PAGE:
Butte County awarded state, federal bridge grants

Butte County was recently awarded $2.35 million worth of state and federal grants to improve its dire bridge conditions. Pictured is the Eichler Road Bridge, which was closed in 2016 due to dangerous conditions. Portions of the structure have since fallen into the water below. Pioneer photo by Lacey Peterson

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BUTTE COUNTY — There may be a flicker of light at the end of the tunnel for Butte County and its backlog of ailing bridges after receiving word that it has been awarded $2.35 million worth of state and federal bridge grant funds.

The county was among 35 in the state awarded preliminary engineering funds from the state’s Bridge Improvement Grant (BIG) program.

The South Dakota Transportation Commission announced Thursday the local and regional projects awarded BIG funds totaling $1.42 million. Butte County was awarded two preliminary engineering grants, totaling $103,000. 

The Orman Road Bridge, northwest of Newell, was funded $51,500. Likewise, the Old Highway 85 Bridge over Four Mile Creek northeast of Belle Fourche was awarded $51,500 worth of state funds.

The BIG program was created in 2015 by Senate Bill 1. SB 1 set aside $7 million per year from funds generated by license plate fees to be used to repair and replace aging local bridges. The S.D. Department of Transportation adds an additional $8 million annually, making $15 million available statewide.

The state considered 43 applications totaling $1.743 million in requested grant funds. One city submitted one application and 18 counties submitted a total of 42 applications.

Local governments are required to pay a minimum of 20% matching funds and have three years to expend the grant money. 

Butte County, in conjunction with Meade and Lawrence counties, was also awarded a total of $2.24 million for the combined bridge project called the West River Counties Bridge Replacement Project.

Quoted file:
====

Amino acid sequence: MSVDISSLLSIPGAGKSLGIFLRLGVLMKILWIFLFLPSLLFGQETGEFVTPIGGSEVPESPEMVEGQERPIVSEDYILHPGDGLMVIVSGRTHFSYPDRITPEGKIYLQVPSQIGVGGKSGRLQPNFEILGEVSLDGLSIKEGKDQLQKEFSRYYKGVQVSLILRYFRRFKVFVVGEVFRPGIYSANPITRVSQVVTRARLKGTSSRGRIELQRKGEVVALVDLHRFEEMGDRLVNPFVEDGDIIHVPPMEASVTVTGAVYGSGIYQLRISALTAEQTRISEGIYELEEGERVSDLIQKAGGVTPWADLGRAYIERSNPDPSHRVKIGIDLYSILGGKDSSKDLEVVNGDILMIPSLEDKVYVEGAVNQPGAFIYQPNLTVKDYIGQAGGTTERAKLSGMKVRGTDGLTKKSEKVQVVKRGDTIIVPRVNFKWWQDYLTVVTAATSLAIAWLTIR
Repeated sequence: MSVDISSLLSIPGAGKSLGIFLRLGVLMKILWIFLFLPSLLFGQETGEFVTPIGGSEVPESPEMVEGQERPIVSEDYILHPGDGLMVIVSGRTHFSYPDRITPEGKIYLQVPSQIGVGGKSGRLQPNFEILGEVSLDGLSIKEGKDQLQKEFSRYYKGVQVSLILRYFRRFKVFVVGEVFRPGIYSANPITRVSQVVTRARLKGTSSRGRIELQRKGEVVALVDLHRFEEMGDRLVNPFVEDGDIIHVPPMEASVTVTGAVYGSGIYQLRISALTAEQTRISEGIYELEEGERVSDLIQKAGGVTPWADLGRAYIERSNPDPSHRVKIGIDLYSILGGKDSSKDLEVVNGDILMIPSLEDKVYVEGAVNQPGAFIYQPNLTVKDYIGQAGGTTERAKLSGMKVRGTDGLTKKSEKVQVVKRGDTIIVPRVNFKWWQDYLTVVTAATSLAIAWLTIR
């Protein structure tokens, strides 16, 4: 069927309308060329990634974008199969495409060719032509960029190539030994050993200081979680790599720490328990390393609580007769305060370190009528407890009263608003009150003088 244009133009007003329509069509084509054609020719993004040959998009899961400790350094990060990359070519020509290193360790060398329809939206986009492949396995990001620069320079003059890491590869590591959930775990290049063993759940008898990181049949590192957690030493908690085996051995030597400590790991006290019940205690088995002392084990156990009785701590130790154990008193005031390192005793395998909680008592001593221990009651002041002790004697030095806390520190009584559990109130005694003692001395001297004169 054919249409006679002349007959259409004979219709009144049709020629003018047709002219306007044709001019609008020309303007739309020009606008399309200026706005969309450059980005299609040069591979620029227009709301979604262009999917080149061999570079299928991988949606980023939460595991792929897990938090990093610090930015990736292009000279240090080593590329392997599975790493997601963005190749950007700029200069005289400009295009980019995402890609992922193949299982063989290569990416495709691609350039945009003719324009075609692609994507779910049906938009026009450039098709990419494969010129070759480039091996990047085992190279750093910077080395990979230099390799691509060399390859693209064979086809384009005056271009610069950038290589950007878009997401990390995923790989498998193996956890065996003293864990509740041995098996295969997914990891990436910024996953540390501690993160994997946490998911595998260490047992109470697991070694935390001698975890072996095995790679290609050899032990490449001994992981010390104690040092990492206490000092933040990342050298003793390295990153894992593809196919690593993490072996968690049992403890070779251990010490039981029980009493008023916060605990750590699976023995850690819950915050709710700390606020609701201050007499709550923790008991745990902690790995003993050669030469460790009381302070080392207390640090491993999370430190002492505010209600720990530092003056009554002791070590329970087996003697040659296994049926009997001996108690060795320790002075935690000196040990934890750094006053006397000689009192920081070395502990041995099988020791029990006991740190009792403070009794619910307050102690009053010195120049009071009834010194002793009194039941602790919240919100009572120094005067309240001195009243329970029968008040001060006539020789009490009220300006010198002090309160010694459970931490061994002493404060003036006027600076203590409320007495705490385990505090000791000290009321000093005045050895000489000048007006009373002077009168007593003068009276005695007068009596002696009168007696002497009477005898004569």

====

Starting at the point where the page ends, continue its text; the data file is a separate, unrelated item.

The joint project applied for a piece of a $225 million federal pie aimed at helping rural counties replace ailing bridges. By law, the funds are restricted to states with a population density of less than 100 people per square mile. Twenty-five states qualify, including South Dakota.

Four bridges were selected for the bundled application – one in each Butte and Meade counties and two in Lawrence County. The bridges are on county highways, serving as important connectors for local communities and supporting local and regional economies. The project will replace Orman Road over Horse Creek in Butte County, Opal Road over Beaver Dam Creek in Meade County, and two St. Onge Road bridges over False Bottom Creek in Lawrence County.

Congress funded the CHBP grant program in the Consolidated Appropriations Act of 2018, from the U.S. Treasury’s General Fund.

Kim Richards, Butte County Commission chairman, said he was excited to hear the news about the funding opportunities allotted to assist the county’s bridges.

“This is huge for us,” he told the Pioneer Friday.

Richards said that although the federal grant funded the combined project at $2.24 million, that comes in a little short of the total project cost, requiring the counties to front more of the costs for the projects.

“We put in for over $3 million,” he said. “So we’re going to end up with a little bit bigger match than the 80-20%.”

The grant program requires the county match at least 20% of the total cost. The Orman Road Bridge that Butte County selected for the joint project will cost approximately $700,000. 

“So obviously that’s (the higher match amount required is) always still going to be an issue, but we’re still going to be able to fund it one way or another,” Richards said.

Although he is still unsure exactly how much the county will need to fund, he said Jason Hanson, with Brosz Engineering, the county’s contracted engineering firm, estimated somewhere around 25%, or $175,000.

“This extra funding is going to be so crucial in the future … when we do get these grants, that we can match them and move forward with these projects,” Richards said. “Because when you have a $1.5 million (total county) budget and zero funding coming from general fund, there just isn’t a lot of room to do extra things. We’ve just got to find extra funding so we can buy gravel and do the matching funds and keep the bridges in the condition they need to be kept (in) to increase their longevity.” 

The bridgework is not scheduled to begin for two to three years, Richards said.

“It’s a slow process,” he said.

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